Investigation of CSOs and SSOs on the Olentangy River.
Research Contributors:Roxanne Demarest, Bethany Wellen, Brandon Smith, David Sacolick
Introduction: The Olentangy River runs through the heart of Columbus and is an integral part of the habitat of wildlife in Columbus. The city of Columbus has 62 CSO/SSO locations on the Olentangy River and its tributaries. CSOs are discharges of a combination of storm water and wastewater from the city’s older combined sewer system. SSOs are discharges of wastewater from the sanitary sewer system, typically during wet weather when flows may temporarily exceed capacity.3 The data of sewage discharge incidents from all 62 CSO/SSO sites along the Olentangy River and tributaries are summarized in the table below:
With so many sewage overflow locations along the river, there is a need to ensure that the concentration of harmful ions in the river is not increasing to a point that could be dangerous to the local environment.4 In addition to the river containing sewage overflow, it is also a destination for runoff water from agriculture. Our research will be limited to testing only those ions that are of concern for the overall health of the river and its wildlife. The ions that we propose to focus on are nitrates, nitrites, and phosphates. A comparison between present and past ion levels can be done to monitor the change in ion concentration over time. The goal of this research is to determine if there exists a correlation between the number of sewage discharge incidents and the concentrations of nitrates, nitrites, and phosphates in the Olentangy River.
Water samples were collected along the Olentangy River bike path from Confluence Park to Fifth Avenue on Sunday, November 6, 2011. Below is a table of the exact coordinates of the collection sites and a map of the collection sites.
The samples were collected in plastic 500-mL Nalgene bottles that had been rinsed thrice with the river water from each location. The samples were first filtered before preparation of ion chromatography (IC) vials for analysis.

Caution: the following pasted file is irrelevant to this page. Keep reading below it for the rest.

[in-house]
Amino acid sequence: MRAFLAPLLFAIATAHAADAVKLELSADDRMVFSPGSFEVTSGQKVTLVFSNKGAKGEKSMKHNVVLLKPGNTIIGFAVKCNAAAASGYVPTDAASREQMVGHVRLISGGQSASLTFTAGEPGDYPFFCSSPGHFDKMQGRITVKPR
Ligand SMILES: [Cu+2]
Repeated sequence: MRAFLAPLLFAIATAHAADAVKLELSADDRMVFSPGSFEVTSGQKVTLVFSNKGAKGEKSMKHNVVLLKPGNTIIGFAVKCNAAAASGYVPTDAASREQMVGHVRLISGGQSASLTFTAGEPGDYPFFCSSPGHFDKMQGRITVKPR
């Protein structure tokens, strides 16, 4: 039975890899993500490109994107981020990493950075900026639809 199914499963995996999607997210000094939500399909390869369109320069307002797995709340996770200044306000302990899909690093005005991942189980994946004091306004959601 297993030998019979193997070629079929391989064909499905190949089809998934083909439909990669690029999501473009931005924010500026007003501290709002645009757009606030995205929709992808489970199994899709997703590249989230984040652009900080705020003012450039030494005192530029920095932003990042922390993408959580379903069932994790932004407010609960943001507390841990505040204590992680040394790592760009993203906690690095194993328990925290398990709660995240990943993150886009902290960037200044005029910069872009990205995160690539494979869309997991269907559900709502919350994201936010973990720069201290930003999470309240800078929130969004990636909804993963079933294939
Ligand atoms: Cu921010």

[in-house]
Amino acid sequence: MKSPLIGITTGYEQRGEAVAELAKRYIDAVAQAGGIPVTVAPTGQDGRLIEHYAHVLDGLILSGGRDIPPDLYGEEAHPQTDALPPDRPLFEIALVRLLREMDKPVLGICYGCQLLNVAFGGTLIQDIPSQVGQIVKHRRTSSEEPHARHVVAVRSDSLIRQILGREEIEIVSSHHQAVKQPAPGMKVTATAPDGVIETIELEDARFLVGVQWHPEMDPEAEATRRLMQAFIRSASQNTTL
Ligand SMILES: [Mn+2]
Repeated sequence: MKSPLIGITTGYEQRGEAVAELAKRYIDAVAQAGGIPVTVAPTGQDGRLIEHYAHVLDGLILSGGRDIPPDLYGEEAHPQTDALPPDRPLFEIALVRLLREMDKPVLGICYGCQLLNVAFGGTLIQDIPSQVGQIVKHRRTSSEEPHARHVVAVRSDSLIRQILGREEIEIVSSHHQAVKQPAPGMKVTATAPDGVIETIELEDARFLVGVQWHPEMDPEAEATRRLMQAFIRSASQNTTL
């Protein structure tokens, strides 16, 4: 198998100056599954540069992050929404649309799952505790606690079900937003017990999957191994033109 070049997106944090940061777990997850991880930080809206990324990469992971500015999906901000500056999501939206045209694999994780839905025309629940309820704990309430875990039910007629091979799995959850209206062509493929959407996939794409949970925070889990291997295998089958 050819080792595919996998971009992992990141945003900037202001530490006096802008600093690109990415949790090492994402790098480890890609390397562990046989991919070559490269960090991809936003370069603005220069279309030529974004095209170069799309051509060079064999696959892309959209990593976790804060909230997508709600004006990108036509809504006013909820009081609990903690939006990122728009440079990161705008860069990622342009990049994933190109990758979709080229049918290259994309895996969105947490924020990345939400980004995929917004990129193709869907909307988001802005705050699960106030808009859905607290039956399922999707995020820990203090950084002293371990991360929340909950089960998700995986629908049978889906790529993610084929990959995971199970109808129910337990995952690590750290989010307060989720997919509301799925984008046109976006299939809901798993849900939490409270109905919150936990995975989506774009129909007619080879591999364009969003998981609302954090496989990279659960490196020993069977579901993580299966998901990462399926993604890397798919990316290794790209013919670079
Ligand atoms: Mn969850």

Samples 17-21 were taken downstream from sanitary sewage overflow (SSO) site number 2, sample 22 was taken at SSO site number 2, and samples 23 and 24 were taken upstream from SSO site number 2. Below is a picture taken at the site of sample 22 collection.The data for sewage discharge incidents at SSO site number 2 are summarized in the table below:
Three methods of ion analysis were tested for validity: the potentiometric method by precipitation of silver, chloride ion-selective electrode method, and ion chromatography method. When performed by our group, ion chromatography analysis was found to be the most accurate method of analysis for determining the concentration of an unknown ion. Because ion chromatography was the most accurate and time efficient method, and because it analyzes multiple ions at once, it was chosen as the method used to analyze the river water samples.
An ion chromatography calibration curve was constructed for each of the nitrite, nitrate, and phosphate ions using data from standards of each ion that were tested via ion chromatography.
The water samples from the river were analyzed for their ion concentration via ion chromatography. The unknown concentrations of nitrate, nitrite, and phosphate in the river samples were determined using the previously constructed calibration curves.
The phosphate, nitrate, and nitrite concentrations in our samples as determined by the standard calibration curves are presented in the table below: